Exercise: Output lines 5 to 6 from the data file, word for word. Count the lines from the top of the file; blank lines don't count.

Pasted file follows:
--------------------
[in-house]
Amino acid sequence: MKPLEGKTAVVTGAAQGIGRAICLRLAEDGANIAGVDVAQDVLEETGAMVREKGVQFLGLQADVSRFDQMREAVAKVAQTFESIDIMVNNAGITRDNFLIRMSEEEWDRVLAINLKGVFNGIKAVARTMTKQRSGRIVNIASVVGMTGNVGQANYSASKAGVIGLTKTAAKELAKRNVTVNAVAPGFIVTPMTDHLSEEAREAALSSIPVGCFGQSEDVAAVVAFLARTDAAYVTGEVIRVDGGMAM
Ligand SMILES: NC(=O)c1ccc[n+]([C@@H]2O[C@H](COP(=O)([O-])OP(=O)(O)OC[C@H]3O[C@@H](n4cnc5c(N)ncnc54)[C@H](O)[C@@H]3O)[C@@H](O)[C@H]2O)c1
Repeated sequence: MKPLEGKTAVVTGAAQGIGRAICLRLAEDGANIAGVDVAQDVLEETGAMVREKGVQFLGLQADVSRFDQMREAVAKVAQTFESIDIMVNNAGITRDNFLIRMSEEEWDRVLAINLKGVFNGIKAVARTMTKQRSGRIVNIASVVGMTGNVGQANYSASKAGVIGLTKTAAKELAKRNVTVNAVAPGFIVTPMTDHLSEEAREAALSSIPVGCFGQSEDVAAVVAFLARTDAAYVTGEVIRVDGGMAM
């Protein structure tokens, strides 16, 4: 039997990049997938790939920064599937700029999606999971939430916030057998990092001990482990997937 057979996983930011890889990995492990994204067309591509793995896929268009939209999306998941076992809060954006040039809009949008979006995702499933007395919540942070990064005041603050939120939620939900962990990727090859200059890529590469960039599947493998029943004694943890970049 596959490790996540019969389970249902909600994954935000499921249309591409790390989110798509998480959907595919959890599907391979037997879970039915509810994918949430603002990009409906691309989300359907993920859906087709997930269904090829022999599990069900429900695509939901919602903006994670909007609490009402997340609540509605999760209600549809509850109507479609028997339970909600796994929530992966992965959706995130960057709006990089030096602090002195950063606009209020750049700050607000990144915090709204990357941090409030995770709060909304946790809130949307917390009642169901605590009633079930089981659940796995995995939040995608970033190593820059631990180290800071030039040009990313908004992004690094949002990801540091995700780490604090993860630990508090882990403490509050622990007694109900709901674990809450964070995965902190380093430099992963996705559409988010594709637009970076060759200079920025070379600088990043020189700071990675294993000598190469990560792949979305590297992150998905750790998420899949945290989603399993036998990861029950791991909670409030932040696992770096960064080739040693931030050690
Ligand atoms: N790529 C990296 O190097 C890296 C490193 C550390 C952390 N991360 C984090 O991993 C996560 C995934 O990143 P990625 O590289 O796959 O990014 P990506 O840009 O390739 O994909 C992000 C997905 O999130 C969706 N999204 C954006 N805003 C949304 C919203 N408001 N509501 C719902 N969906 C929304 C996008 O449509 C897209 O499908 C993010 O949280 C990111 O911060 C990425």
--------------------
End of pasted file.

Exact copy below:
């Protein structure tokens, strides 16, 4: 039997990049997938790939920064599937700029999606999971939430916030057998990092001990482990997937 057979996983930011890889990995492990994204067309591509793995896929268009939209999306998941076992809060954006040039809009949008979006995702499933007395919540942070990064005041603050939120939620939900962990990727090859200059890529590469960039599947493998029943004694943890970049 596959490790996540019969389970249902909600994954935000499921249309591409790390989110798509998480959907595919959890599907391979037997879970039915509810994918949430603002990009409906691309989300359907993920859906087709997930269904090829022999599990069900429900695509939901919602903006994670909007609490009402997340609540509605999760209600549809509850109507479609028997339970909600796994929530992966992965959706995130960057709006990089030096602090002195950063606009209020750049700050607000990144915090709204990357941090409030995770709060909304946790809130949307917390009642169901605590009633079930089981659940796995995995939040995608970033190593820059631990180290800071030039040009990313908004992004690094949002990801540091995700780490604090993860630990508090882990403490509050622990007694109900709901674990809450964070995965902190380093430099992963996705559409988010594709637009970076060759200079920025070379600088990043020189700071990675294993000598190469990560792949979305590297992150998905750790998420899949945290989603399993036998990861029950791991909670409030932040696992770096960064080739040693931030050690
Ligand atoms: N790529 C990296 O190097 C890296 C490193 C550390 C952390 N991360 C984090 O991993 C996560 C995934 O990143 P990625 O590289 O796959 O990014 P990506 O840009 O390739 O994909 C992000 C997905 O999130 C969706 N999204 C954006 N805003 C949304 C919203 N408001 N509501 C719902 N969906 C929304 C996008 O449509 C897209 O499908 C993010 O949280 C990111 O911060 C990425």